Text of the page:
A while back I was in a season of deep frustration where it was a real struggle to hope or trust God (as if it’s ever easy). I was having doubts about God’s presence and insecurities about my own capabilities. Whether memories of past failures or fears of future possibilities, worry and anxiety saturated most of my daily awareness. Many times it felt like the ground was crumbling beneath my feet; trying to find my footing seemed an hourly battle.
Around this time I read through Psalm 77. The psalmist is feeling distant from God. Disturbed in his soul, he asks several questions we would likely ask in our own sorrowful seasons; questions I was asking. “Will the Lord reject forever? And will He never be favorable again? Has His lovingkindness ceased forever? Has His promise come to an end forever? Has God forgotten to be gracious, or has He in anger withdrawn His compassion? Then I said, ‘It is my grief, that the right hand of the Most High has changed.’”
One of the most profound aspects about the Psalms is how often we can find ourselves and our own seasons amid their prayers and thoughts. Our tragedies, fears, failures, and all various reactions echo in the copious cries of the psalmists. That’s why the Psalms teach us how to pray. They also show us how to hope again, how to respond out of that hope. It often starts with simply going back to the beginning, as if for the first time, which the psalmist does here: “I shall remember the deeds of the LORD; surely I will remember Your wonders of old. I will meditate on all Your work and muse on Your deeds.”
Here the psalmist moves from his frets and fears to instead fixate his mind on memories of salvation moments. He concludes the psalm pondering the great God who worked wonders and salvation by delivering his ancestors from Egyptian slavery and leading them through the Red Sea.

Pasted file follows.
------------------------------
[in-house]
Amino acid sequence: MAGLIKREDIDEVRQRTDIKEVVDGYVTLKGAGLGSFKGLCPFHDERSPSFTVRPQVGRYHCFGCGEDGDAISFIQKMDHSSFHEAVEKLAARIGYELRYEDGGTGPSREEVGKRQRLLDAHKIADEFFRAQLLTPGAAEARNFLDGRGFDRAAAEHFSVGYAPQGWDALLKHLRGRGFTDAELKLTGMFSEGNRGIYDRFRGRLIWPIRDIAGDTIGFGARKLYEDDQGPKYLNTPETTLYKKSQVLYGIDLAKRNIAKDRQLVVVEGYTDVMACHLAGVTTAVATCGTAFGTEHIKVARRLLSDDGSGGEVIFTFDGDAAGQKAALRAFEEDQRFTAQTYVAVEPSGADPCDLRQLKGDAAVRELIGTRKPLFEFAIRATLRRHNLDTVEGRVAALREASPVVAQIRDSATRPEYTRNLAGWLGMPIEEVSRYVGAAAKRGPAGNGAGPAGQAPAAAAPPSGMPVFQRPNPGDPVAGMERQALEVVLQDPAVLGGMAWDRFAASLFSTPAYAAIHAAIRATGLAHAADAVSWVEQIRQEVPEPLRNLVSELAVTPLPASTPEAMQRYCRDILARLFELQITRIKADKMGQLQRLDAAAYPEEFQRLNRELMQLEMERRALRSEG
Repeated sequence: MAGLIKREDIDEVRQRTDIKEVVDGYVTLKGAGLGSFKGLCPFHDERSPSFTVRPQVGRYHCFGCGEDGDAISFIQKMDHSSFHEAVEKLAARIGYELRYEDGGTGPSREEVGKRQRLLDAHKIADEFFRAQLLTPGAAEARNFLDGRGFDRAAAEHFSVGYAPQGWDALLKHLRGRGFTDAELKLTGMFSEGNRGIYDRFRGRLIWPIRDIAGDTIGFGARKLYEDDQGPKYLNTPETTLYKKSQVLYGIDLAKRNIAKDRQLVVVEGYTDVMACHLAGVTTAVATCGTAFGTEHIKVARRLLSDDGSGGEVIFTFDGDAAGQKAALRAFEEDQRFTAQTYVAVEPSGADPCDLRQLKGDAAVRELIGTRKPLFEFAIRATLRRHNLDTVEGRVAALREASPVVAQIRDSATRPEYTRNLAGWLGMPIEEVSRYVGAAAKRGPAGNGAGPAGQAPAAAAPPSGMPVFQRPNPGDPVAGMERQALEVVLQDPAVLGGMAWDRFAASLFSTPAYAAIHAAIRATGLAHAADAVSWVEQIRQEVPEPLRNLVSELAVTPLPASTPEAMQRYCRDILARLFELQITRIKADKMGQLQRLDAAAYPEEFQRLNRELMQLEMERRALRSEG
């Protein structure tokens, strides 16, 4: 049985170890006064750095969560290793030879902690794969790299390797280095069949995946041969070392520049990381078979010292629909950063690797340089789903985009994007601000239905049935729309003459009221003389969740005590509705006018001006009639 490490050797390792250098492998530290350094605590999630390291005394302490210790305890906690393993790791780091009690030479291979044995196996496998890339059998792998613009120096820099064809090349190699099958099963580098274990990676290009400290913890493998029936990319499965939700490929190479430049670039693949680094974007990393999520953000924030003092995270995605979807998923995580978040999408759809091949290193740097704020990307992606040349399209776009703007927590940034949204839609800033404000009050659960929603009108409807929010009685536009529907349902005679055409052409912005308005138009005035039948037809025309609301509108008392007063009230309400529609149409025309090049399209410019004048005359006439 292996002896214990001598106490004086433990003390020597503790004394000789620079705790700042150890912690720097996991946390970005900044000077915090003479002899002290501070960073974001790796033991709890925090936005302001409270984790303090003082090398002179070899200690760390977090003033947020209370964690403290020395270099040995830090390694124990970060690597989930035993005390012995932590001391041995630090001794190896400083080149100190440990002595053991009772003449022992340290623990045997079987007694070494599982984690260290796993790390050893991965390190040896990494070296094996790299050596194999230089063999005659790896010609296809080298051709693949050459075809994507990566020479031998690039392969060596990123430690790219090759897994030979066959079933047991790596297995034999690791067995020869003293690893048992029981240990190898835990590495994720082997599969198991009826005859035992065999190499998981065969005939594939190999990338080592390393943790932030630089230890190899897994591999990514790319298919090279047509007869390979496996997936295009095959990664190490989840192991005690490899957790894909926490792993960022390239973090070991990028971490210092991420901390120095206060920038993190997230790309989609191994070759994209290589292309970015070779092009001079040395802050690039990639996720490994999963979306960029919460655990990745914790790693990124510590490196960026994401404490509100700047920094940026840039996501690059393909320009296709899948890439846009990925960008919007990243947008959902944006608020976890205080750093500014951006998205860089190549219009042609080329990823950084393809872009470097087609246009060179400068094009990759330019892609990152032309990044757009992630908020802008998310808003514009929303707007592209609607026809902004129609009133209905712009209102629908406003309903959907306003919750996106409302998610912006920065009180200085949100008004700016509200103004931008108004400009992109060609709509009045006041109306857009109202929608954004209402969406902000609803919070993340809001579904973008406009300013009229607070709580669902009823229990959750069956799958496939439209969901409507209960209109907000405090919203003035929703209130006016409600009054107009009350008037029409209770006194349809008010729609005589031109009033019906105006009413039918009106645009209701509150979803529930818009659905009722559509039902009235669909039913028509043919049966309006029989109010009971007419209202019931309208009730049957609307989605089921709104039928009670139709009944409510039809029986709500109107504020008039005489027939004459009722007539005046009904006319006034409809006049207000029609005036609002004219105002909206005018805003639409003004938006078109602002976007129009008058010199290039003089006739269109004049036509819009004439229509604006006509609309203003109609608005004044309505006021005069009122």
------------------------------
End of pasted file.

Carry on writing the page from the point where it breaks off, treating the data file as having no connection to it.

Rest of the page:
Salvation memories like these are life-giving moments, wells to drink from when the soul is dry. In the midst of his questions, fears, worries, and doubts, the psalmist recognized the unchanging goodness of God in the past is inherent hopefulness for again encountering God’s goodness in the unseen future. Instead of fretting with fear, he fixates on the One in whom our faith is formed. It is this kind of thinking that expands our capacity to look beyond the factors we are often afraid control our fate and see the LORD God who holds us securely in his good sovereignty, restoring hope to our hearts.
This gave me an idea for a devotional project. First I would take some time to let my mind drift back to all the moments I could remember where God had taken care of me. Secondly, as each moment was recalled, I would write a brief statement summarizing God’s provision or protection. Finally, I would attach a post-script to the end of every statement that read in big, bold letters “GOD TOOK CARE OF ME”.
By the time I was finished, I had over three pages of chronologically-listed single-spaced bullet statements testifying to how God’s power, presence, and protection carried me through precarious and perilous moments. As I looked back over the completed list, which amounted to the past twenty years of God’s faithfulness (and that was just the moments I could remember), a contented hush of wonder and gratitude held me.
Just because we can’t see our hope doesn’t mean that it’s not there. When we choose to prayerfully remember the LORD and how he has worked wonders, hope comprised of Him is revealed as plentifully present.